Campaign Watch: Congressional Seat Still Open

Campaign Watch: Congressional Seat Still Open

The new Congress has taken office in Washington, but North Carolina’s Ninth District seat remains open — the last unsettled House contest in the nation. With a likely special election later this year, the district could still send another pro-environment leader to the House in Dan McCready.

As of January 7, multiple factors have combined to leave the contest for North Carolina’s Ninth Congressional District undecided, more than two months after election day:

  • The state elections board refused to certify the election of Mark Harris despite his narrow lead (about 900 votes) after tallies were complete, because of unfolding evidence of systematic fraud in the handling of absentee ballots in two counties within the district.
  • That board twice postponed scheduled hearings in the case while evidence collection and interviews continued. A hearing was set for January 11, but it has been cancelled, due to the dissolution of the elections board itself. The board was dissolved by court order effective December 28.
  • That court order was entered by the special judicial panel appointed by the state Supreme Court Chief Justice to hear the constitutionality challenge brought against the appointment process for the state elections board. The governor challenged the law, and the court panel ruled for the governor. The panel twice delayed the effective date of its order dissolving the board in order to allow it to complete its investigation of fraud in the Ninth District. It refused to delay the order a third time. However, the newest law restructuring the board yet again does not take effect until January 31.
  • Gov. Roy Cooper announced that he would appoint an interim board to continue the process of deciding the Ninth District case, and asked both major state political parties for nominations. He was acting under the old elections board law which had been in effect for decades prior to 2017. However, the state Republican Party refused to nominate its two members, and declared it would sue to challenge any interim board. Cooper dropped the plan, as it would clearly still have been in litigation through the January 31 effective date of the new law.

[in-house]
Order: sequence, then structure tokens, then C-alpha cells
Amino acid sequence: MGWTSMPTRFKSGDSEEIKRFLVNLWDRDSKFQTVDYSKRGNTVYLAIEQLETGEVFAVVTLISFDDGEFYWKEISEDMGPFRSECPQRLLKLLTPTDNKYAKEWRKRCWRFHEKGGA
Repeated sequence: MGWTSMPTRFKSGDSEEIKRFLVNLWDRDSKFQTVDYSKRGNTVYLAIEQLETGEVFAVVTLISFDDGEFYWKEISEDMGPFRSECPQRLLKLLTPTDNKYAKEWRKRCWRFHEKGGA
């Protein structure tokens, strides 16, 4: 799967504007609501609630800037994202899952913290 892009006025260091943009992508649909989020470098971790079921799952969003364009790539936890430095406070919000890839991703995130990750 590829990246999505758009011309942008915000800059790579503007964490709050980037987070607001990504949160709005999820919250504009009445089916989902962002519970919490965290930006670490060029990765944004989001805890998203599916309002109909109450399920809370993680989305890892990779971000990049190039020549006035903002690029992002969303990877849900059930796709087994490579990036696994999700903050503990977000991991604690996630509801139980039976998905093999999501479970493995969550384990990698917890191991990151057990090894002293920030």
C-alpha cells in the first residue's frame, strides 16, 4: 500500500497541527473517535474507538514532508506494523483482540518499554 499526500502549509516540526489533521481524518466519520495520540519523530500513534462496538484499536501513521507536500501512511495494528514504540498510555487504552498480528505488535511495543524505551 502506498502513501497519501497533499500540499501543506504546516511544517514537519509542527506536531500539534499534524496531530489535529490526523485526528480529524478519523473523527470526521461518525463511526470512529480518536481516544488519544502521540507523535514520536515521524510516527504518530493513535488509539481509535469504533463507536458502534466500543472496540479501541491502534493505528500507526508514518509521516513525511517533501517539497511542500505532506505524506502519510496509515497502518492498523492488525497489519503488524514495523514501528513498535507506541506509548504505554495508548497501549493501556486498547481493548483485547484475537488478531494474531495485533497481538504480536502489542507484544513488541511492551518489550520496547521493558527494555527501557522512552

• The old elections board’s staff continue to investigate the Ninth District fraud case. However, they cannot hold hearings or compel witness cooperation in the absence of a legal elections board.
  • Mark Harris, the candidate narrowly ahead in the unofficial count, has asked the Wake County Superior Court to order that his election be certified. Thus far, the court has not done so.
  • Democratic leaders of the new U.S. House of Representatives have said that the House will not seat anyone from the Ninth District until the pending fraud investigation is concluded. Under the U.S. Constitution, the House is the final arbiter of the qualifications of its members, and may decline to seat a contestant whom the House concludes has not been legally elected.
  • Dan McCready, the candidate narrowly trailing in the unofficial vote count, has withdrawn his concession and resumed active preparation and fundraising for an anticipated special election. McCready is supported by the national League of Conservation Voters (LCV). LCV’s GiveGreen fund is again actively accepting donations for the McCready campaign.

CIB will update this story as new developments warrant.

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